The EFuel100, developed by E-Fuel Corp., is essentially a home-brewed ethanol maker and was kicked off with a May 8 press event in New York and followed up with a wide-ranging media relations campaign. Coverage included national and international hits in outlets like the New York Times, ABC News, Popular Mechanics, and CNBC, as well as the front page of Digg and scores of blogs.

E-Fuel founder and CEO Tom Quinn had been a previous client of the firm. “Being part of something this big is a thrill,” said CEO Brian Maloney.

The EFuel device, about the size of a refrigerator or washer/dryer with a price tag of $10K, can produce up to 35 gallons of ethanol per week from a sugar, yeast and water solution.


Jeanne Viner Bell, a PR pro and fixture on the D.C. diplomatic social circuit, died May 21 in Los Angeles at her son’s home. She suffered from Alzheimer’s disease.

The Washington Post credits Bell for persuading the White House and State Dept. to serve and promote California wines. French varietals had dominated White House and U.S. embassy functions. Bell repped California’s Wine Institute.

Her crowning achievement was attained when Richard Nixon had a California wine cellar installed at the White House.

During a four decade PR career, Bell coordinated U.S. visits by foreign leaders and consulted for the President’s National Advisory Council on Economic Opportunity during the Carter Administration. She served six terms on the D.C. Private Industry Council, a job training organization.

Bell sat on the board of Independence Federal Savings Bank, an institution launched in 1968 to help minorities, and served as president of the American News Women’s Club.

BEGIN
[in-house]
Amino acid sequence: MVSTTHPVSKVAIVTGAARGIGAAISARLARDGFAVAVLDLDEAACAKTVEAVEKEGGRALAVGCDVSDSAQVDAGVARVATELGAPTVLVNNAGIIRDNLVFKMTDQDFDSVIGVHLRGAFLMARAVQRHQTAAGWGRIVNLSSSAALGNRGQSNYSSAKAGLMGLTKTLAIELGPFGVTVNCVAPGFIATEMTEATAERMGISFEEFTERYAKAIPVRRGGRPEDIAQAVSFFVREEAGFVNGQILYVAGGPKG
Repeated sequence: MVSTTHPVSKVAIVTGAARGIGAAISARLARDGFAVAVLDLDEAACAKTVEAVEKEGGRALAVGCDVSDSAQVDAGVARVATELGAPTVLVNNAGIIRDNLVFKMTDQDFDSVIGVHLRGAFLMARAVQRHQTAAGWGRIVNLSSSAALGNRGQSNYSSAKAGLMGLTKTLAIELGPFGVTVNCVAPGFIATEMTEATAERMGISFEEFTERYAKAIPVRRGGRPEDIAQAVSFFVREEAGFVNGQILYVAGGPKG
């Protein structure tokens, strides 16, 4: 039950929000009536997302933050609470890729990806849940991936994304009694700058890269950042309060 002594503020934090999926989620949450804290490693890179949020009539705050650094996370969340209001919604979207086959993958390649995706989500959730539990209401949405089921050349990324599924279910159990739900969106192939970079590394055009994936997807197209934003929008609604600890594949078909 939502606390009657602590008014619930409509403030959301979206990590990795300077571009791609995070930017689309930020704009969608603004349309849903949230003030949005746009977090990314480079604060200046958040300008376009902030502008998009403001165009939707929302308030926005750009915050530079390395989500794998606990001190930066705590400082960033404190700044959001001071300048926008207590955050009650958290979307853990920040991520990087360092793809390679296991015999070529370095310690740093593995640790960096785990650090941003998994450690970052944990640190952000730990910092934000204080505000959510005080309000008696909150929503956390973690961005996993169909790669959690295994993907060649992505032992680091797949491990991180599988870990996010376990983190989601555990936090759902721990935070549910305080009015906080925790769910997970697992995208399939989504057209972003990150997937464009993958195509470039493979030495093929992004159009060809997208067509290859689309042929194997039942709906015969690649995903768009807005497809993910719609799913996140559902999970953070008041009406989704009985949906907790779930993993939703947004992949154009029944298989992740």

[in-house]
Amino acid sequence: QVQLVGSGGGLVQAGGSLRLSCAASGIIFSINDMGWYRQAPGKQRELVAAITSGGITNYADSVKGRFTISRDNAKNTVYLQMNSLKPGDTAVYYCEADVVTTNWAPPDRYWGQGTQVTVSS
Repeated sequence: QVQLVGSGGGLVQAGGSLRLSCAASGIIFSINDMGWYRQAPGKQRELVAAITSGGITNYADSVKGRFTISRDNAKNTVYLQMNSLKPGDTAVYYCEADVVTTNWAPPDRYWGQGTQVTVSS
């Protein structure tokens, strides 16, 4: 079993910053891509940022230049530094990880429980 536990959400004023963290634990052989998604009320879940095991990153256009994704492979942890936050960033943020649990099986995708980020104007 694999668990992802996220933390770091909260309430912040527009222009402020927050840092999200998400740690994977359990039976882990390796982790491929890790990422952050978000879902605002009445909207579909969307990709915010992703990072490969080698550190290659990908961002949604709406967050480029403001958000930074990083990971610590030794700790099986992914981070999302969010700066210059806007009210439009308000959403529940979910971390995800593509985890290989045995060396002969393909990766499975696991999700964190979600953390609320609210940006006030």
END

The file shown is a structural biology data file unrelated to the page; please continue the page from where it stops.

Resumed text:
The Post called Bell, who launched her firm in 1961 as a single mother, “a mentor to generations of women in PR.”

In 1996, Bell ghostwrote a book, “Shattered: In the Eye of the Storm,” which was Faye Resnick’s account of the O.J. Simpson’s trial for allegedly murdering his wife.

The book was published by her son, Michael Viner.


Joanne Barry has been named deputy executive director of the New York State Society of Certified Public Accountants, which has 29,000 members.

She is responsible for internal and external PR and will assume policy, legislative, regulatory issues as well as budgeting.

Barry joined NYSSCPA in `81 as assistant director of PR and rose to the post of managing director of its communications division. Earlier, she worked at Hackensack University Medical Center and New York City School Volunteer Program.

The NYSSCPA is the oldest state accounting organization in the U.S. It was founded in 1897 to establish standards and promote integrity in the profession.


Devine + Powers, Philadelphia, will again handle PR duties this year for the Philadelphia Inquirer’s follow-up to its inaugural hit Sudoku National Championship in the fall.